neomycin

Pronunciation

Generic Name: neomycin (nee oh MY sin)
Brand Name: Neo-Fradin, Neo-Tab, Mycifradin

What is neomycin?

Neomycin is an antibiotic that fights bacteria in the body.

Neomycin is used to reduce the risk of infection during surgery of your intestines. Neomycin is also used to reduce the symptoms of hepatic coma.

Neomycin may also be used for purposes not listed in this medication guide.

What is the most important information I should know about neomycin?

You should not take this medicine if you are allergic to neomycin or similar antibiotics such as amikacin (Amikin), gentamicin (Garamycin), kanamycin (Kantrex), paromomycin (Humatin, Paromycin), streptomycin, or tobramycin (Nebcin, Tobi).

You should not take neomycin if you have ulcerative colitis, Crohn's disease, a blockage in your intestines, or other inflammatory bowel disease.

Do not use neomycin if you are pregnant. It could harm the unborn baby.

Slideshow: View Frightful (But Dead Serious) Drug Side Effects

Before you take neomycin, tell your doctor if you have kidney disease, myasthenia gravis, or Parkinson's disease.

Never take neomycin in larger amounts than recommended, or for longer than 2 weeks. High doses or long-term use of neomycin can cause serious kidney problems, or hearing loss that may not be reversible. The longer you take neomycin, the more likely you are to develop these serious side effects.

To be sure this medication is not causing harmful effects, your kidney function, and your nerve and muscle function will need to be tested often. You may also need hearing tests. Neomycin can have long lasting effects on your body. Do not miss any follow up visits to your doctor for blood or urine tests.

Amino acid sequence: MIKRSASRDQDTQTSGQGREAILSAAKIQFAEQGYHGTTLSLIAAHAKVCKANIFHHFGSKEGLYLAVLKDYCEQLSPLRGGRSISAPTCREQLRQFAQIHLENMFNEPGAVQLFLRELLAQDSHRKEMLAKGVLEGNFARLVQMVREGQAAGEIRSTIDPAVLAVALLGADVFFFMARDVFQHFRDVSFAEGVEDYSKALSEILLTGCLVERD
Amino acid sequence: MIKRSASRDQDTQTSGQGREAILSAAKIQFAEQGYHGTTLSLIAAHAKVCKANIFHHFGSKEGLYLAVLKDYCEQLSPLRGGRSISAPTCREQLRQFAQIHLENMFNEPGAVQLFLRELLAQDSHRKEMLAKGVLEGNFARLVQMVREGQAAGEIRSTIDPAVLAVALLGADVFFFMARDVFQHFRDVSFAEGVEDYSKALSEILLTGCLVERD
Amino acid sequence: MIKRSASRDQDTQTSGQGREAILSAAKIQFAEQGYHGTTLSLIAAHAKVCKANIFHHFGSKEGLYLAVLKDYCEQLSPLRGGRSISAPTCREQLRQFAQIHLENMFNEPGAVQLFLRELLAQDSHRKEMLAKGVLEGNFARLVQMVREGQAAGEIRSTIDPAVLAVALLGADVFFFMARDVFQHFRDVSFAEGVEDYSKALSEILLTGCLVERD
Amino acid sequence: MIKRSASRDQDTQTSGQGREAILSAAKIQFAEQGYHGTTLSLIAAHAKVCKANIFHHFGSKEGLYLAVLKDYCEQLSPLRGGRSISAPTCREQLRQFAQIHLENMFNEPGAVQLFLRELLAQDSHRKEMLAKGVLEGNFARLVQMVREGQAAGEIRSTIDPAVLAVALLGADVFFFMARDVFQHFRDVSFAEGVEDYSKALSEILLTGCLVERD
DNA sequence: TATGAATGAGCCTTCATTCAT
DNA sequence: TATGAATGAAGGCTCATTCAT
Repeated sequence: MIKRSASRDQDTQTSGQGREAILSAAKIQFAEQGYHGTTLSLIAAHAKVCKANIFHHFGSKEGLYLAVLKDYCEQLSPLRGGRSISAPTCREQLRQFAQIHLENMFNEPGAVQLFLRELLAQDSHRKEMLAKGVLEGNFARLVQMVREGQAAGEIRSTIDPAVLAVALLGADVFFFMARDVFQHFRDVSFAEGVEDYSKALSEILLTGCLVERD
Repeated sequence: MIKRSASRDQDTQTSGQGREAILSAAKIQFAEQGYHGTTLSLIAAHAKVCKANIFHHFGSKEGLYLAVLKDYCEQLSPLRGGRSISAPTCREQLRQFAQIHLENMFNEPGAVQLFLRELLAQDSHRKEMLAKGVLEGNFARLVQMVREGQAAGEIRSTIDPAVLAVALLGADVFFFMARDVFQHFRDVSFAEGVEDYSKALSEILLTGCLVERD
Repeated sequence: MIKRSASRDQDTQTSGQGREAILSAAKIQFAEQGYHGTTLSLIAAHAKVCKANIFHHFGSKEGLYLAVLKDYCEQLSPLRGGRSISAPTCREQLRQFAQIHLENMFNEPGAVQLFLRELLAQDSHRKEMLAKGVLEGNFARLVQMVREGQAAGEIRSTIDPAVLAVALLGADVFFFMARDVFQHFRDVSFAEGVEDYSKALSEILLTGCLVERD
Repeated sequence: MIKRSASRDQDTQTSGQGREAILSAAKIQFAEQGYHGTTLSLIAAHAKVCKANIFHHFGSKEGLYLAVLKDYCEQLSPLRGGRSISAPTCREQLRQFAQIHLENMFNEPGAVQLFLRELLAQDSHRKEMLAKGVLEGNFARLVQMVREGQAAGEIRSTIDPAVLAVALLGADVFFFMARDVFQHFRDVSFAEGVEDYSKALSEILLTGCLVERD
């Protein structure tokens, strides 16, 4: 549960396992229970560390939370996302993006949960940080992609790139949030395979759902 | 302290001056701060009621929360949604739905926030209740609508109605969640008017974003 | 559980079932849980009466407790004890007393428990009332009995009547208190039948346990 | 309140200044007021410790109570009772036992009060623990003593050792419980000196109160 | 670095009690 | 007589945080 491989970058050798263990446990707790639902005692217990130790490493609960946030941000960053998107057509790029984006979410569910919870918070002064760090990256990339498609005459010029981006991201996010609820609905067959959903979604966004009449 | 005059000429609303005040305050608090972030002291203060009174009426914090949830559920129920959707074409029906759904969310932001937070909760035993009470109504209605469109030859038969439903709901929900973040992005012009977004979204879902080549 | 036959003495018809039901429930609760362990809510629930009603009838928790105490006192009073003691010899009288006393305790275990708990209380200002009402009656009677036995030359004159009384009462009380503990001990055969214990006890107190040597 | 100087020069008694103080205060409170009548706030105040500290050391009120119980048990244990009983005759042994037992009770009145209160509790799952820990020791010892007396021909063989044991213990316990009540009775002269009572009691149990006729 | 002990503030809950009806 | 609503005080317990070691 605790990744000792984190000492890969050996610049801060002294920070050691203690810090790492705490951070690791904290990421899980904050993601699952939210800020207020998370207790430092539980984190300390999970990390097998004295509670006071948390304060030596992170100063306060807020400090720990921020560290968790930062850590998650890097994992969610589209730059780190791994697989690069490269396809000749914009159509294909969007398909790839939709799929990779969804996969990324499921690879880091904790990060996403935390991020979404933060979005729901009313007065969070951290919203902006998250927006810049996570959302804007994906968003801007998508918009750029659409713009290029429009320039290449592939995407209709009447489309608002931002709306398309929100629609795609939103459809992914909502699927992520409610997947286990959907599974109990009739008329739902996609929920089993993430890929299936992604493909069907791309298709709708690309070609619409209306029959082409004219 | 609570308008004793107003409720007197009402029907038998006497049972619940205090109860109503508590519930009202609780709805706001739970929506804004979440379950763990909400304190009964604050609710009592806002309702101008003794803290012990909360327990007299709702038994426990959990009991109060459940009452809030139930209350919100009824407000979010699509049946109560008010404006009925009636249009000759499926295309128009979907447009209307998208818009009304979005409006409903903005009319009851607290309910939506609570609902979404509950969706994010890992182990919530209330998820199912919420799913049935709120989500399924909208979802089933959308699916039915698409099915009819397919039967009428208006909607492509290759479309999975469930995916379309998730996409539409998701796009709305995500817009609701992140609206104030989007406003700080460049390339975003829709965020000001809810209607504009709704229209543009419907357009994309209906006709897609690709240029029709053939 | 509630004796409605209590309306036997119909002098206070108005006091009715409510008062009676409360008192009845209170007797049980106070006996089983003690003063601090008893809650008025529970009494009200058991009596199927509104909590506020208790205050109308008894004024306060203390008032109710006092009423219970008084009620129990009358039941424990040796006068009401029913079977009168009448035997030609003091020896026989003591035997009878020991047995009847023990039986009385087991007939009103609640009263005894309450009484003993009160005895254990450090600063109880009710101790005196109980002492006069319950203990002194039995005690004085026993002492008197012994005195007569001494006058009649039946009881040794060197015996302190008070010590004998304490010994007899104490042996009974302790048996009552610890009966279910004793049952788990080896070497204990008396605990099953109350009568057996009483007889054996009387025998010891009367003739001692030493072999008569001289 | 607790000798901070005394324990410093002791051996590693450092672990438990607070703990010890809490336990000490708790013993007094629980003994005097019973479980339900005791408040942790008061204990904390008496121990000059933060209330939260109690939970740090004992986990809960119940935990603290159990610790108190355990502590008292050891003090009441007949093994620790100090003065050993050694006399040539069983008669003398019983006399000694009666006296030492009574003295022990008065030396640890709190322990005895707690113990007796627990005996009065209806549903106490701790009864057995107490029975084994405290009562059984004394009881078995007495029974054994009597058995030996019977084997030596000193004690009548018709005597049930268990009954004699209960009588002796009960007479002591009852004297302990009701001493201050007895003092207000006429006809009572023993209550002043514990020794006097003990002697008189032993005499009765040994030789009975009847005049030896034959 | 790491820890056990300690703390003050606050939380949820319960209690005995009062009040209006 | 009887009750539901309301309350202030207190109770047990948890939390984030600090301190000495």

Neomycin can harm your kidneys, and this effect is increased when you also use certain other medicines harmful to the kidneys. Before using neomycin, tell your doctor about all other medicines you use. Many other drugs (including some over-the-counter medicines) can be harmful to the kidneys.

If you are being treated for hepatic coma, avoid eating foods that are high in protein. Follow your doctor's instructions about any other restrictions on food, beverages, or activity.

What should I discuss with my healthcare provider before taking neomycin?

You should not take this medicine if you are allergic to neomycin or similar antibiotics such as amikacin (Amikin), gentamicin (Garamycin), kanamycin (Kantrex), paromomycin (Humatin, Paromycin), streptomycin, or tobramycin (Nebcin, Tobi).

You should not take neomycin if you have ulcerative colitis, Crohn's disease, a blockage in your intestines, or other inflammatory bowel disease.

To make sure you can safely take neomycin, tell your doctor if you have any of these other conditions:

  • kidney disease;

  • myasthenia gravis; or

  • Parkinson's disease.

FDA pregnancy category D. Do not use neomycin if you are pregnant. It could harm the unborn baby. Use effective birth control, and tell your doctor if you become pregnant during treatment.

It is not known whether neomycin passes into breast milk or if it could harm a nursing baby. You should not breast-feed while you are using neomycin.

How should I take neomycin?

Never take neomycin in larger amounts than recommended, or for longer than 2 weeks. High doses or long-term use of neomycin can cause serious kidney problems, or hearing loss that may not be reversible. The longer you take neomycin, the more likely you are to develop these serious side effects. Follow the directions on your prescription label.

Measure liquid medicine with a special dose-measuring spoon or medicine cup, not with a regular table spoon. If you do not have a dose-measuring device, ask your pharmacist for one.

Take this medicine for the full prescribed length of time. Your symptoms may improve before the infection is completely cleared. Skipping doses may also increase your risk of further infection that is resistant to antibiotics. Neomycin will not treat a viral infection such as the common cold or flu.